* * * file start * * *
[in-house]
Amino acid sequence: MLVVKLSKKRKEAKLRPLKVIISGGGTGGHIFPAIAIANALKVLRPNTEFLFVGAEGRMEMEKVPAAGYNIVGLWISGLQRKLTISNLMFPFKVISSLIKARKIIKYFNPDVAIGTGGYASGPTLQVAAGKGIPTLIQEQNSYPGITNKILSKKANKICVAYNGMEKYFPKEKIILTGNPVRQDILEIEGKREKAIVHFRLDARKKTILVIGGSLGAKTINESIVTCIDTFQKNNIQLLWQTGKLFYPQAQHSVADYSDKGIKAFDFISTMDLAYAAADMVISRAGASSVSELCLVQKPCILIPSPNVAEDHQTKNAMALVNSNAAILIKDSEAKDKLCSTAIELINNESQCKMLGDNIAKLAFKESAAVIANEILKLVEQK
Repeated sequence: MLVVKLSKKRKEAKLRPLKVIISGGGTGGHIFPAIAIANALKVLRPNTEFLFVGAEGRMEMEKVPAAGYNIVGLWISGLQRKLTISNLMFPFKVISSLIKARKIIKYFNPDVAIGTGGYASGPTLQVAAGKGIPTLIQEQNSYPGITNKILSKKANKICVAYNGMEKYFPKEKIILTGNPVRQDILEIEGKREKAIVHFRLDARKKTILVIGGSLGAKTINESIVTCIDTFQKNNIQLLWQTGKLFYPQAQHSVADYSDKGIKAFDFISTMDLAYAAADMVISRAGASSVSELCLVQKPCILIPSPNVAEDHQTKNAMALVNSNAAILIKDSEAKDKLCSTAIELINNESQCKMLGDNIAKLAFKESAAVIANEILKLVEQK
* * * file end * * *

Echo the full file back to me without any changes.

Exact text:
[in-house]
Amino acid sequence: MLVVKLSKKRKEAKLRPLKVIISGGGTGGHIFPAIAIANALKVLRPNTEFLFVGAEGRMEMEKVPAAGYNIVGLWISGLQRKLTISNLMFPFKVISSLIKARKIIKYFNPDVAIGTGGYASGPTLQVAAGKGIPTLIQEQNSYPGITNKILSKKANKICVAYNGMEKYFPKEKIILTGNPVRQDILEIEGKREKAIVHFRLDARKKTILVIGGSLGAKTINESIVTCIDTFQKNNIQLLWQTGKLFYPQAQHSVADYSDKGIKAFDFISTMDLAYAAADMVISRAGASSVSELCLVQKPCILIPSPNVAEDHQTKNAMALVNSNAAILIKDSEAKDKLCSTAIELINNESQCKMLGDNIAKLAFKESAAVIANEILKLVEQK
Repeated sequence: MLVVKLSKKRKEAKLRPLKVIISGGGTGGHIFPAIAIANALKVLRPNTEFLFVGAEGRMEMEKVPAAGYNIVGLWISGLQRKLTISNLMFPFKVISSLIKARKIIKYFNPDVAIGTGGYASGPTLQVAAGKGIPTLIQEQNSYPGITNKILSKKANKICVAYNGMEKYFPKEKIILTGNPVRQDILEIEGKREKAIVHFRLDARKKTILVIGGSLGAKTINESIVTCIDTFQKNNIQLLWQTGKLFYPQAQHSVADYSDKGIKAFDFISTMDLAYAAADMVISRAGASSVSELCLVQKPCILIPSPNVAEDHQTKNAMALVNSNAAILIKDSEAKDKLCSTAIELINNESQCKMLGDNIAKLAFKESAAVIANEILKLVEQK